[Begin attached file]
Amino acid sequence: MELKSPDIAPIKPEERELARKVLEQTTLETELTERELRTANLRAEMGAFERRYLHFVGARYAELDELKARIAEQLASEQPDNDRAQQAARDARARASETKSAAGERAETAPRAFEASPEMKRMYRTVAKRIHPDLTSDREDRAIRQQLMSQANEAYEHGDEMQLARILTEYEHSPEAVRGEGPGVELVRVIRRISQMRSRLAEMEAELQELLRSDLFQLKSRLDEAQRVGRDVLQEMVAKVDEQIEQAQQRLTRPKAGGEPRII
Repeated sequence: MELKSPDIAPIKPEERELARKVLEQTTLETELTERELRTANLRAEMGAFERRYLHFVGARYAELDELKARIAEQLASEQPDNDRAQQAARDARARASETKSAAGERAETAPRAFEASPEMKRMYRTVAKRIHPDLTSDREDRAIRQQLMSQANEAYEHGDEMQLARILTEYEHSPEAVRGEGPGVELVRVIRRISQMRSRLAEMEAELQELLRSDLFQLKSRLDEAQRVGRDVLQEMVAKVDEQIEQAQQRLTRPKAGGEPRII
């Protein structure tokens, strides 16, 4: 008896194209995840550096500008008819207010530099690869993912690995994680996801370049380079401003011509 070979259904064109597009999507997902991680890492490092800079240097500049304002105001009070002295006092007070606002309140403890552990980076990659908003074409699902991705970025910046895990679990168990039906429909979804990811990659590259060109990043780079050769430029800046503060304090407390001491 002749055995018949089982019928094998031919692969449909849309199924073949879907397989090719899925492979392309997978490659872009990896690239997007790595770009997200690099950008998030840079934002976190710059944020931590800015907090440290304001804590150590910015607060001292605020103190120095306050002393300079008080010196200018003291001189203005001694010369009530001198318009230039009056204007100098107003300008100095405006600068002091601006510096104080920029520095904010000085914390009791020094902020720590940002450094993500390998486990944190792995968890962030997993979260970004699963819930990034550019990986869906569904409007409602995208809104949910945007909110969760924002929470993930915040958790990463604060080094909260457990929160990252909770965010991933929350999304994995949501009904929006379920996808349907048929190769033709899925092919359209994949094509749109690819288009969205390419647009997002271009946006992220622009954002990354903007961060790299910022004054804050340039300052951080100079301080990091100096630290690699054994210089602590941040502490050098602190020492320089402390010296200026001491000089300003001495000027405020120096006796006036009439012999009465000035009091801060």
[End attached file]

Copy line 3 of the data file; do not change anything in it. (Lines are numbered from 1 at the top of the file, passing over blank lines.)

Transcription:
């Protein structure tokens, strides 16, 4: 008896194209995840550096500008008819207010530099690869993912690995994680996801370049380079401003011509 070979259904064109597009999507997902991680890492490092800079240097500049304002105001009070002295006092007070606002309140403890552990980076990659908003074409699902991705970025910046895990679990168990039906429909979804990811990659590259060109990043780079050769430029800046503060304090407390001491 002749055995018949089982019928094998031919692969449909849309199924073949879907397989090719899925492979392309997978490659872009990896690239997007790595770009997200690099950008998030840079934002976190710059944020931590800015907090440290304001804590150590910015607060001292605020103190120095306050002393300079008080010196200018003291001189203005001694010369009530001198318009230039009056204007100098107003300008100095405006600068002091601006510096104080920029520095904010000085914390009791020094902020720590940002450094993500390998486990944190792995968890962030997993979260970004699963819930990034550019990986869906569904409007409602995208809104949910945007909110969760924002929470993930915040958790990463604060080094909260457990929160990252909770965010991933929350999304994995949501009904929006379920996808349907048929190769033709899925092919359209994949094509749109690819288009969205390419647009997002271009946006992220622009954002990354903007961060790299910022004054804050340039300052951080100079301080990091100096630290690699054994210089602590941040502490050098602190020492320089402390010296200026001491000089300003001495000027405020120096006796006036009439012999009465000035009091801060």